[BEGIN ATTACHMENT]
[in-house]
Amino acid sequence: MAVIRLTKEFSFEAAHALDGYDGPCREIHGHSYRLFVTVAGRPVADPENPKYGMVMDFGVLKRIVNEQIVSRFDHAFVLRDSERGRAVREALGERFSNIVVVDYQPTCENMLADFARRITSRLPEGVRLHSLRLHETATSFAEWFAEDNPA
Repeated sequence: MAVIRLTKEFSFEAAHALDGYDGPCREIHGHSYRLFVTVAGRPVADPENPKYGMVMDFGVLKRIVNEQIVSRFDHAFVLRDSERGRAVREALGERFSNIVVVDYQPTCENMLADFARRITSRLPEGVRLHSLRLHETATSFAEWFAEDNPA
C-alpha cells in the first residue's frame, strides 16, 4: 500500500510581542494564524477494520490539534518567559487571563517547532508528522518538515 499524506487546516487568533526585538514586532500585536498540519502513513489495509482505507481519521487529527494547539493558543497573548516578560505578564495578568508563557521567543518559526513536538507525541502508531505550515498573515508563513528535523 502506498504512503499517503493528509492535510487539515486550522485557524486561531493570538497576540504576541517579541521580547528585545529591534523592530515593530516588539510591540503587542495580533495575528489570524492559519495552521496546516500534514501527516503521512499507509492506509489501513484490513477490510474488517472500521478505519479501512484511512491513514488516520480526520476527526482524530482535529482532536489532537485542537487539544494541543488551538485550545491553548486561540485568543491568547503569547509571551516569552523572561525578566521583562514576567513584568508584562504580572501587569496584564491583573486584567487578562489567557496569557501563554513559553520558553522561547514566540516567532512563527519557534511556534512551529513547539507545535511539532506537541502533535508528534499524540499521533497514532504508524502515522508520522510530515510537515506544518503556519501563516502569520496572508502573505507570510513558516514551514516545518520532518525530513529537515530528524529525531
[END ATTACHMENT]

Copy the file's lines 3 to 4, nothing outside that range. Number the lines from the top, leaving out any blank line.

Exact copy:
Repeated sequence: MAVIRLTKEFSFEAAHALDGYDGPCREIHGHSYRLFVTVAGRPVADPENPKYGMVMDFGVLKRIVNEQIVSRFDHAFVLRDSERGRAVREALGERFSNIVVVDYQPTCENMLADFARRITSRLPEGVRLHSLRLHETATSFAEWFAEDNPA
C-alpha cells in the first residue's frame, strides 16, 4: 500500500510581542494564524477494520490539534518567559487571563517547532508528522518538515 499524506487546516487568533526585538514586532500585536498540519502513513489495509482505507481519521487529527494547539493558543497573548516578560505578564495578568508563557521567543518559526513536538507525541502508531505550515498573515508563513528535523 502506498504512503499517503493528509492535510487539515486550522485557524486561531493570538497576540504576541517579541521580547528585545529591534523592530515593530516588539510591540503587542495580533495575528489570524492559519495552521496546516500534514501527516503521512499507509492506509489501513484490513477490510474488517472500521478505519479501512484511512491513514488516520480526520476527526482524530482535529482532536489532537485542537487539544494541543488551538485550545491553548486561540485568543491568547503569547509571551516569552523572561525578566521583562514576567513584568508584562504580572501587569496584564491583573486584567487578562489567557496569557501563554513559553520558553522561547514566540516567532512563527519557534511556534512551529513547539507545535511539532506537541502533535508528534499524540499521533497514532504508524502515522508520522510530515510537515506544518503556519501563516502569520496572508502573505507570510513558516514551514516545518520532518525530513529537515530528524529525531